The facts: Large-scale organismal changes have been observed both in the lab and in nature.

The Cohan laboratory at Wesleyan University studied adaption over time in communities of Bacillus subtilis, a type of bacteria. In this experiment, not only did they observe B. subtilis descendants develop into unique ecological subtypes (“macroevolution”), they observed that these drastic changes occurred on a similar frequency as changes within an ecological subtype (“microevolution.”) In fact, most scientists do not make a distinction between microevolution and macroevolution. As the work of the Cohan laboratory shows, both small-scale changes and large-scale changes happen concurrently as organisms reproduce; microevolution and macroevolution are occurring through the same process.

Despite our certainty that evolution can and does occur, there are plenty of exciting questions that remain. Research is constantly underway to refine our understanding of evolution. In fact, labs here at Emory are currently investigating diverse topics ranging from evolution of antibiotic resistance to host parasite interactions. The question of how organisms evolve is still a rich and exciting mystery – but that they evolved, and continue to do so both in nature and in the laboratory, is simply not up for debate.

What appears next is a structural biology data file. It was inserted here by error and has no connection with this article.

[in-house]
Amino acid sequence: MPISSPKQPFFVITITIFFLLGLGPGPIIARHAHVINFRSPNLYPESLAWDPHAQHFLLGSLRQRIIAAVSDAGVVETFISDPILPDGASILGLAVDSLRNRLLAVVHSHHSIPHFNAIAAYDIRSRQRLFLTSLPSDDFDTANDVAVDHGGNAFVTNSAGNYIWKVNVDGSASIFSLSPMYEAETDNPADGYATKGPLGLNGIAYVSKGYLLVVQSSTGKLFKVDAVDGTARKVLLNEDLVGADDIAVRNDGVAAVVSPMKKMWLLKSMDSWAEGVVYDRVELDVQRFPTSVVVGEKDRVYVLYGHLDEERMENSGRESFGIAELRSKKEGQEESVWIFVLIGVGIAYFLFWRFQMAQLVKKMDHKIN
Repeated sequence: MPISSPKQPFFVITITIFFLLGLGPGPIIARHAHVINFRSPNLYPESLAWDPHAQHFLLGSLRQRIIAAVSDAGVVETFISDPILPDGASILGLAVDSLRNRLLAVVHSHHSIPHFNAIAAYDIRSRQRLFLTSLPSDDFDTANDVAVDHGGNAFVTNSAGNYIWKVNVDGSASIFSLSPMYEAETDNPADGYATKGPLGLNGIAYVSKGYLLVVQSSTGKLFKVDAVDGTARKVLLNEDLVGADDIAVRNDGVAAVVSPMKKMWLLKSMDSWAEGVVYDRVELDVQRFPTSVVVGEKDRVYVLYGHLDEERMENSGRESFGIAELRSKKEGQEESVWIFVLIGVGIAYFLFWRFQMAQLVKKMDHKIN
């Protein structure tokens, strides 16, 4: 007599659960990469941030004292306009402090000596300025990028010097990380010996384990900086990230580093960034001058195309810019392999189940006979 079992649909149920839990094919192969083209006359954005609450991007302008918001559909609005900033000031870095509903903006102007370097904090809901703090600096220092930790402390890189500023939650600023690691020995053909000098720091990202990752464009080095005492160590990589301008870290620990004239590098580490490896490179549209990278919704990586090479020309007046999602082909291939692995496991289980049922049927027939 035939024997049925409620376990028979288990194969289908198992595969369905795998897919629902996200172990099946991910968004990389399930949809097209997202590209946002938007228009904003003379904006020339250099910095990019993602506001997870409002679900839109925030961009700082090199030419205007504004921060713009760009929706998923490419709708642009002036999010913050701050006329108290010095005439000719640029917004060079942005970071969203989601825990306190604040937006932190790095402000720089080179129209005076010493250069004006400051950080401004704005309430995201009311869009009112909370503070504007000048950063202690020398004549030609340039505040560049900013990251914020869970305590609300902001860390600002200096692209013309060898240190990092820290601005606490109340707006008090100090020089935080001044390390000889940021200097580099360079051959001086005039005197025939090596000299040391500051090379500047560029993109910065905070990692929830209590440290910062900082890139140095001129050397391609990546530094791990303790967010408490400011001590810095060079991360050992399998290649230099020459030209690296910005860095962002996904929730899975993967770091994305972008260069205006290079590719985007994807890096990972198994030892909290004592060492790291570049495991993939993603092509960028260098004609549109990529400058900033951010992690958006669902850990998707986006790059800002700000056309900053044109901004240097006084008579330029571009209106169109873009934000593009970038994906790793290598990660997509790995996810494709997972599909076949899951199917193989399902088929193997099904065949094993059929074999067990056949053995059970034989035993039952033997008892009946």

You Can Handle The Truth: What You Can Learn From Your Own DNA

Zachary Ende

Originally published March 2, 2015

photo by: jadiel wasson

photo by: jadiel wasson